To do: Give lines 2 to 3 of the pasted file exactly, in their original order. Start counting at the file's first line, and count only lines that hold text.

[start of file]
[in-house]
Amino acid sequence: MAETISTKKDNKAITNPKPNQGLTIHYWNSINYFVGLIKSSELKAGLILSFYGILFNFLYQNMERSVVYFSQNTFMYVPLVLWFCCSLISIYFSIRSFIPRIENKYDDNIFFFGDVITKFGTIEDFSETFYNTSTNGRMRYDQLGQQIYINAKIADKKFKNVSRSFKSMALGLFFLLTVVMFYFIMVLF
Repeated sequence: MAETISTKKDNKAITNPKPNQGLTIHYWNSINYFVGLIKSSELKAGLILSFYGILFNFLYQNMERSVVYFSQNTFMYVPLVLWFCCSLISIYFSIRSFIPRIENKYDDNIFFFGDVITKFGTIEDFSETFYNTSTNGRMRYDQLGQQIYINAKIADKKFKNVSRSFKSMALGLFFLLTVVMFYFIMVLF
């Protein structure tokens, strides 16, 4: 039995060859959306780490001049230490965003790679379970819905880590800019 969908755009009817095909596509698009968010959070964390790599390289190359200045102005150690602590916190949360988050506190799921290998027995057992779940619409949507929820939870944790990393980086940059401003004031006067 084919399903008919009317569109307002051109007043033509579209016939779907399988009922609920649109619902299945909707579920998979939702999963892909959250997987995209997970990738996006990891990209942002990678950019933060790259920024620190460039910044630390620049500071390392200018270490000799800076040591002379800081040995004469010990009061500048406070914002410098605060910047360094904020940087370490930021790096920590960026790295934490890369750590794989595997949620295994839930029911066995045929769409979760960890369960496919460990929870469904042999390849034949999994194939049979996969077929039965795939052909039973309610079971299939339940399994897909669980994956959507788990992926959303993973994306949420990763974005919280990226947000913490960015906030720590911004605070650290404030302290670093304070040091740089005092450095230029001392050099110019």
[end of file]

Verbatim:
Amino acid sequence: MAETISTKKDNKAITNPKPNQGLTIHYWNSINYFVGLIKSSELKAGLILSFYGILFNFLYQNMERSVVYFSQNTFMYVPLVLWFCCSLISIYFSIRSFIPRIENKYDDNIFFFGDVITKFGTIEDFSETFYNTSTNGRMRYDQLGQQIYINAKIADKKFKNVSRSFKSMALGLFFLLTVVMFYFIMVLF
Repeated sequence: MAETISTKKDNKAITNPKPNQGLTIHYWNSINYFVGLIKSSELKAGLILSFYGILFNFLYQNMERSVVYFSQNTFMYVPLVLWFCCSLISIYFSIRSFIPRIENKYDDNIFFFGDVITKFGTIEDFSETFYNTSTNGRMRYDQLGQQIYINAKIADKKFKNVSRSFKSMALGLFFLLTVVMFYFIMVLF